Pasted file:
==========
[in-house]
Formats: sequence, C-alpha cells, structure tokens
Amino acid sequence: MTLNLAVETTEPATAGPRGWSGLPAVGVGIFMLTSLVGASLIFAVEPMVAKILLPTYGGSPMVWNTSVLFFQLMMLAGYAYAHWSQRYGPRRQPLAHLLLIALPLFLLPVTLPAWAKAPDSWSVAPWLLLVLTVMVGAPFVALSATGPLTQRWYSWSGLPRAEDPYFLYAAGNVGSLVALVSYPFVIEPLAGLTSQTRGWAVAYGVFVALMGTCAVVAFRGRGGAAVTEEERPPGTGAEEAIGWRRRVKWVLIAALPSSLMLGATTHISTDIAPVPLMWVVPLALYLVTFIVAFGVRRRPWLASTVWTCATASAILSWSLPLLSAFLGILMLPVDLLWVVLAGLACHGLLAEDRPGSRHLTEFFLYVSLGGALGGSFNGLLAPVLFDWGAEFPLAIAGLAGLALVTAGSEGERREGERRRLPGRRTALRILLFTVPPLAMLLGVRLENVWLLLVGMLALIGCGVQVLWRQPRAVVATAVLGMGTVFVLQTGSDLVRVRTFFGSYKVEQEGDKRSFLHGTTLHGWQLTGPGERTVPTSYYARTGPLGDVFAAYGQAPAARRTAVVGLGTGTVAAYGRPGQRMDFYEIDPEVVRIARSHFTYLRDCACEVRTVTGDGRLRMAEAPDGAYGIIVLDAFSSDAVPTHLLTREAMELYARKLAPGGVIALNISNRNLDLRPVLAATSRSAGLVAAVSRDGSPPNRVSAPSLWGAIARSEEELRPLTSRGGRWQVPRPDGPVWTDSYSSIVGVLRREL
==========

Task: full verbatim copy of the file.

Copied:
[in-house]
Formats: sequence, C-alpha cells, structure tokens
Amino acid sequence: MTLNLAVETTEPATAGPRGWSGLPAVGVGIFMLTSLVGASLIFAVEPMVAKILLPTYGGSPMVWNTSVLFFQLMMLAGYAYAHWSQRYGPRRQPLAHLLLIALPLFLLPVTLPAWAKAPDSWSVAPWLLLVLTVMVGAPFVALSATGPLTQRWYSWSGLPRAEDPYFLYAAGNVGSLVALVSYPFVIEPLAGLTSQTRGWAVAYGVFVALMGTCAVVAFRGRGGAAVTEEERPPGTGAEEAIGWRRRVKWVLIAALPSSLMLGATTHISTDIAPVPLMWVVPLALYLVTFIVAFGVRRRPWLASTVWTCATASAILSWSLPLLSAFLGILMLPVDLLWVVLAGLACHGLLAEDRPGSRHLTEFFLYVSLGGALGGSFNGLLAPVLFDWGAEFPLAIAGLAGLALVTAGSEGERREGERRRLPGRRTALRILLFTVPPLAMLLGVRLENVWLLLVGMLALIGCGVQVLWRQPRAVVATAVLGMGTVFVLQTGSDLVRVRTFFGSYKVEQEGDKRSFLHGTTLHGWQLTGPGERTVPTSYYARTGPLGDVFAAYGQAPAARRTAVVGLGTGTVAAYGRPGQRMDFYEIDPEVVRIARSHFTYLRDCACEVRTVTGDGRLRMAEAPDGAYGIIVLDAFSSDAVPTHLLTREAMELYARKLAPGGVIALNISNRNLDLRPVLAATSRSAGLVAAVSRDGSPPNRVSAPSLWGAIARSEEELRPLTSRGGRWQVPRPDGPVWTDSYSSIVGVLRREL